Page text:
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Churchwarden Accounts 1699-1759

 Churchwardens have been responsible for the maintenance of the church building since records began but they also had responsible for poor-law administration for several  centuries. A book of Churchwarden Accounts from 1699 to 1759 were held in private hands until 2011. It is sometimes referred to as ‘Book 1′ because it was part of a collection of three books from the 18th century. Book 2 , or the Poor Book, contains  the poor law records from 1730 to 1767.
 Each year the two Churchwardens listed the items they had spent money on. The expenditure covers the sort of practical concerns that are to be expected such as mending the church building, cutting the grass in the churchyard, paying the bell ringers and buying bread and wine for the sacraments.
Payments to some people in need are mentioned but what is surprising are payments to people for vermin control. A bounty was paid for sparrows, hedgehogs, polecats and foxes and are recorded in very specific detail. Fox hunting was  already a sport but the control of what was considered vermin was the main purpose for these payments.
The churchwarden accounts sometimes list the payments received each year from each tithing. Sometimes the account makes it clear that the rates were collected in a specific year for the church and ‘town’. Sometimes it appears that blank pages had been used retrospectively to record revenue that may not have been collected at the time the sequence of pages would suggest.
 The original format was for there to be a blank page opposite one page for the expenditure for the year just completed. The new year started on the 25th March until 1752 when the Gregorian calendar was adopted and 11 days were ‘lost’ which explains why the start of the financial year is 6th April.
 The account refer to ‘estates’ which may be linked directly to a farm building and the 1794 map shows there were many more farms in the past. Some of the names of features in the landscape such a field name, woods and roads, hint at where some of the farms may have been but at best only vague definition are used, such as “…for the estate called Adams…” but frequently only the person’s name is listed.
The people paying poor rates were frequently not the owners but the tenure was linked to the life of the tenant. Some land was held for three lives so father passed on his land to his son and grandson. Rights passed through daughters which explains some of the name changes because the daughters may have been married.  Widows retained the rights of their husbands but the dates of death, publication of wills and the payment of poor rates do not tally exactly.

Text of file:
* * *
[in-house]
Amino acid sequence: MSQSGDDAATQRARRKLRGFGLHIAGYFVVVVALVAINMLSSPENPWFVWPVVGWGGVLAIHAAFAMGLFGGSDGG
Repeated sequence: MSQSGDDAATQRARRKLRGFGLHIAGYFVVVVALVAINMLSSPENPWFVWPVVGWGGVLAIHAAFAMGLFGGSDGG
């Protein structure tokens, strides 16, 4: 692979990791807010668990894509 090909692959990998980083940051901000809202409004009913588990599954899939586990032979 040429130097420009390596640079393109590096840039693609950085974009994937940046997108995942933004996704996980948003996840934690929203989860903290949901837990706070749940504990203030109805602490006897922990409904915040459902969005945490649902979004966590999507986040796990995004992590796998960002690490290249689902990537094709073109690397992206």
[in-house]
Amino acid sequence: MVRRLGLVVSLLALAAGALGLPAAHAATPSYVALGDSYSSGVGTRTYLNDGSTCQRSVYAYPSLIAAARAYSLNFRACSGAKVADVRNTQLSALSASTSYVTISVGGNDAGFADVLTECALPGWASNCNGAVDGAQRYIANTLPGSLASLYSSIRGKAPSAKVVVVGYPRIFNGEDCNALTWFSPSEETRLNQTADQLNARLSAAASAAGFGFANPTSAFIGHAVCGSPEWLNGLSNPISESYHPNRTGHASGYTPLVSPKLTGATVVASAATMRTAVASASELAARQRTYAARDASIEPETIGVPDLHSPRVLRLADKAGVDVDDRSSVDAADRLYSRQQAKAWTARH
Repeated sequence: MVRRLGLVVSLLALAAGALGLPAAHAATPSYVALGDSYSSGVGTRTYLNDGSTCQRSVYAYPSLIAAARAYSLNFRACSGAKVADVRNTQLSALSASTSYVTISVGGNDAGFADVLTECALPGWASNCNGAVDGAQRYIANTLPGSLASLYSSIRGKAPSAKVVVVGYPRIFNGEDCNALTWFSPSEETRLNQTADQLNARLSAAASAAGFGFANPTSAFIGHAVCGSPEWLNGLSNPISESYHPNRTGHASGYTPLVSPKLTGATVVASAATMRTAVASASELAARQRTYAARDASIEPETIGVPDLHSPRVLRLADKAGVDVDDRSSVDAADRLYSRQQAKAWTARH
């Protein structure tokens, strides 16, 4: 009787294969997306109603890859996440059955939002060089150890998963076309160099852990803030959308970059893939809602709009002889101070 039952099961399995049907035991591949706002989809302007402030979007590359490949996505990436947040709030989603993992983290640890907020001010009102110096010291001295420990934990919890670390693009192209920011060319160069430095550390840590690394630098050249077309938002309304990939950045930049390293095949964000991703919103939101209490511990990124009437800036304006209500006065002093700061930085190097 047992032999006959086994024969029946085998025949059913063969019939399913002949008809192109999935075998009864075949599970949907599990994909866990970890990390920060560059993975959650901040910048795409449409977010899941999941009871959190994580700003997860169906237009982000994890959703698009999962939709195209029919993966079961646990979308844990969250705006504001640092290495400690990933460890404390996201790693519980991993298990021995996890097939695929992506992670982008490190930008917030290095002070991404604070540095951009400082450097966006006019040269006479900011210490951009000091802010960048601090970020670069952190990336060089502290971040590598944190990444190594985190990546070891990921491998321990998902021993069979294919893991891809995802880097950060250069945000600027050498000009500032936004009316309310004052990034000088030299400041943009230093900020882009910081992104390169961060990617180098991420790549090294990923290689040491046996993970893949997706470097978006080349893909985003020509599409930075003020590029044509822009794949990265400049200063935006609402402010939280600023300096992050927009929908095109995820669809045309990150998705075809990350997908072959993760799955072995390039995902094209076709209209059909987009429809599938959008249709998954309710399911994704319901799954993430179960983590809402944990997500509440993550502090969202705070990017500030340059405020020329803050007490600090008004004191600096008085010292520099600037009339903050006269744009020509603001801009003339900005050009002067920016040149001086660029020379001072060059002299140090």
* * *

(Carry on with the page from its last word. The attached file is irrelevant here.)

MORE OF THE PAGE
Married women could not own property in their own right so the introduction of  a widow paying poor rates is a good indication that her husband had died in the previous year. The same applies when the title Mrs is used or, more unusually, a woman’s first name is used.
 There are other explanations for somebody stopping paying poor rates for an estate. Some land was held on short-term rental agreements so land could be exchanged between farmers. It was quite common for no name to be given for the rate payer. The term ‘occupier’ is used frequently.
 Another common occurrence was for estates to be split so two or more people are paying for part of the estate in the same year. The rate payer gives an indication of the size of the estate but these were estimated values and do not correlate exactly with the acreage.
 Sometimes name of estate remains constant regardless of who was the proprietor so the very confusing situation when Mr Taswell was paying or Hippisley’s whilst William Hippisley was paying for Taswell’s (file 1076b dated 1741).
Most of the yearly accounts divide the contributions by tithing so it is reasonable to assume that the estate was in he tithing specified but that cannot be relied upon. Some of the payments in the 1750 accounts appear to be based on who owned the land rather than where the land was situated.
 There is evidence that people living outside the parish were paying poor rates to Chewton Mendip but all the evidence shows that the overseers were residents.
 All of this makes some of the dates rather speculative and based on assumptions rather than verifiable fact. It is the intention  to transcribe the whole book and extracts have been transcribed from every page but so the only page published so far is 1030b.
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